Accordingly, this stereotype is reflected in a variety of branches within Western art. To exemplify, Voltaire depicts him as
“this destructive tyrant . . . motivated by the basic barbarian desire to ravish civilized women and destroy what he could not understand”5
in his the Orphan of China. In painting, as Weatherford searches, his portrait exhibits “the quintessential barbarian with a fierce visage and fixed cruel eyes, ugly”6 characteristics. Moreover, those prejudices have been repeated even in comics and cinema. For example, Dr. Donald, one of the Marvel characters, mutters that
“the only thing that could make this day worse would be if Genghis Khan and the Mongol horde ran me over.” 7
It is possible to find similar themes in famous Spider-Man and Scooby-Doo movies. As May detects
“in all instances, the ‘worst thing’ one could be confronted with was some incarnation of Chinggis Khan and the Mongols.”8
According to Weatherford, the degradation of Genghis in such a level stemmed from colonial ideology. This negative perception
“developed as an integral theme in the ideology of European conquest and colonization. The supposed horrors of Genghis Khan and the Mongols became part of the excuse for rule by the more civilized …colonialists.” 9
he says. This menacing perception of Genghis created a central figure to attack and the stereotype of the barbarian in Orientalist way of thinking. By benefitting from unreliable knowledge, Western fears and phobias projected in magnifying disputed crimes of Genghis.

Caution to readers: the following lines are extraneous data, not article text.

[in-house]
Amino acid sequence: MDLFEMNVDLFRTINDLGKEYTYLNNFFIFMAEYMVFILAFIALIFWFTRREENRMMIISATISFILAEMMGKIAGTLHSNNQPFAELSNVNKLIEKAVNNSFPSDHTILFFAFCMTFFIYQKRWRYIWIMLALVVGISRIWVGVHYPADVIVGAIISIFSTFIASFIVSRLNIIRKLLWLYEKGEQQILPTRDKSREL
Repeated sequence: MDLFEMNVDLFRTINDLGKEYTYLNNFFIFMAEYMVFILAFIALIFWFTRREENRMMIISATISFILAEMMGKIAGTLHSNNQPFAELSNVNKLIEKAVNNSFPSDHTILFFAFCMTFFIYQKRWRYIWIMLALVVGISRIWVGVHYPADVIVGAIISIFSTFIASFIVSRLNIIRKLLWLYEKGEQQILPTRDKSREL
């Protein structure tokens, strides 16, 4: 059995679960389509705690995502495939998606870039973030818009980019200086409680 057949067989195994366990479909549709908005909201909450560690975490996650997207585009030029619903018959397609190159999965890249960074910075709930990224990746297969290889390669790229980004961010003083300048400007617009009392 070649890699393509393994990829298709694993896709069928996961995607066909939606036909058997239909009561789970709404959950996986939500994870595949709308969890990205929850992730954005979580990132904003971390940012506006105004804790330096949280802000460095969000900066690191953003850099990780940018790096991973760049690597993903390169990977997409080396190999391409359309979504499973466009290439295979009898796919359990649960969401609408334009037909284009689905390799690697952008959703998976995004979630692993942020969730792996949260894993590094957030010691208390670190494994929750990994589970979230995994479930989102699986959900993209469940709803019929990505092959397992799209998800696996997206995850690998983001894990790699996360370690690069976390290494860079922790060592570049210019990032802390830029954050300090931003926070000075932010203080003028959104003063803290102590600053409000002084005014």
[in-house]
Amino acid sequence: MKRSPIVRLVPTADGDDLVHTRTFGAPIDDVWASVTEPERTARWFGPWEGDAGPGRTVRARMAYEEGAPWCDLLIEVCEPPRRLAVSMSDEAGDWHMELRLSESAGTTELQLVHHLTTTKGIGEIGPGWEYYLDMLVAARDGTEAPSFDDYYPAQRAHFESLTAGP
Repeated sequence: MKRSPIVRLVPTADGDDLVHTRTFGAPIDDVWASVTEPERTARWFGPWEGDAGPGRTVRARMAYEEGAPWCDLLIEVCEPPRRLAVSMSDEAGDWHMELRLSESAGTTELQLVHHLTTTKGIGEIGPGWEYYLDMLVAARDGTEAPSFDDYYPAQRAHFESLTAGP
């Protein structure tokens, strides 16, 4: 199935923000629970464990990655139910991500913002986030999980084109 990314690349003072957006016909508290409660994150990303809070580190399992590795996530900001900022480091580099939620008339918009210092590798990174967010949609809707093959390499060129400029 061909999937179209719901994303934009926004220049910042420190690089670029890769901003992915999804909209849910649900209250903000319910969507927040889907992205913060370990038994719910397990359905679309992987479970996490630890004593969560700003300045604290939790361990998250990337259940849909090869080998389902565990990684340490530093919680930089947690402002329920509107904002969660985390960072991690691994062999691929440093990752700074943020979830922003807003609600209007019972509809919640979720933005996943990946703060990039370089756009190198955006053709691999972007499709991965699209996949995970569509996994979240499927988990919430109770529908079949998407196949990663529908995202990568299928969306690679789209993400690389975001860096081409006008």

In addition to the blame of being barbarous, Genghis Khan has been targeted due to a horrifying decline in population with high numbers alongside the ruin of numerous settlements. Mustafa Kafalı asserts that especially in invaded Islamic countries Genghis and his army
“brutally murdered everyone, including women and children. The Mongol soldiers destroyed the most important centers of Islamic culture and civilization. Mosques were used as stables.”10
Grousset alleges similar crimes that
“he made terror a system of government and massacre a deliberate and methodical institution. His destruction of eastern Iran exceeds in horror anything attributed by Europe to Attila…”11
Especially, the contemporary Muslim historians of that time heavily condemned Genghis. To Ibn al-Athir, his conquests are the
“greatest catastrophe and the most dire calamity . . . since God Almighty created Adam until now.”12
Juzcani also claims that millions of people died during the Mongol invasion. To him, even in one massacre, 2.400.000 people could be slaughtered with no mercy13. In this context, even De Hartog who pursuits in a defending manner for Genghis accepts that